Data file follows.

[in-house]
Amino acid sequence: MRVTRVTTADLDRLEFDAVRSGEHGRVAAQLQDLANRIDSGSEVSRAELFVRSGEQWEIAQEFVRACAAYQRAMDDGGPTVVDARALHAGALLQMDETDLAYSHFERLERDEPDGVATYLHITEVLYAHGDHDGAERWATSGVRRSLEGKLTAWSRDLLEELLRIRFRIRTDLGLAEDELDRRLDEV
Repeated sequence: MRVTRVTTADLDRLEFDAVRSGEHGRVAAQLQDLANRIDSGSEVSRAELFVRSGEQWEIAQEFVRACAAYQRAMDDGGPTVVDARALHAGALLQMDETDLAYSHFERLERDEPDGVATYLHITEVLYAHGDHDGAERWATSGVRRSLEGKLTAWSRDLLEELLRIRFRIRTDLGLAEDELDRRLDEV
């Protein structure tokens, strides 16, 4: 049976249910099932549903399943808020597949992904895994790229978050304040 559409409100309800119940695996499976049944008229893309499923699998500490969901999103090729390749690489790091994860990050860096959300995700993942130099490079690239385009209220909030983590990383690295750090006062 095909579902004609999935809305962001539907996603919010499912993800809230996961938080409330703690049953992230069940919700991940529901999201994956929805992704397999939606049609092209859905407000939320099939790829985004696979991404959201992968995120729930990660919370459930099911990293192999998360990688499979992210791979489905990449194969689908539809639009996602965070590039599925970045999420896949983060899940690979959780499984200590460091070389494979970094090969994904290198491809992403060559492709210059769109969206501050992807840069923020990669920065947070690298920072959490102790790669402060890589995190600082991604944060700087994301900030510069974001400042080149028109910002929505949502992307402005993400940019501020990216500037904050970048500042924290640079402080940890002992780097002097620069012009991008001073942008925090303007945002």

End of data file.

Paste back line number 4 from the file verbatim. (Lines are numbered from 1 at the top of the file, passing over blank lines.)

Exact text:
């Protein structure tokens, strides 16, 4: 049976249910099932549903399943808020597949992904895994790229978050304040 559409409100309800119940695996499976049944008229893309499923699998500490969901999103090729390749690489790091994860990050860096959300995700993942130099490079690239385009209220909030983590990383690295750090006062 095909579902004609999935809305962001539907996603919010499912993800809230996961938080409330703690049953992230069940919700991940529901999201994956929805992704397999939606049609092209859905407000939320099939790829985004696979991404959201992968995120729930990660919370459930099911990293192999998360990688499979992210791979489905990449194969689908539809639009996602965070590039599925970045999420896949983060899940690979959780499984200590460091070389494979970094090969994904290198491809992403060559492709210059769109969206501050992807840069923020990669920065947070690298920072959490102790790669402060890589995190600082991604944060700087994301900030510069974001400042080149028109910002929505949502992307402005993400940019501020990216500037904050970048500042924290640079402080940890002992780097002097620069012009991008001073942008925090303007945002």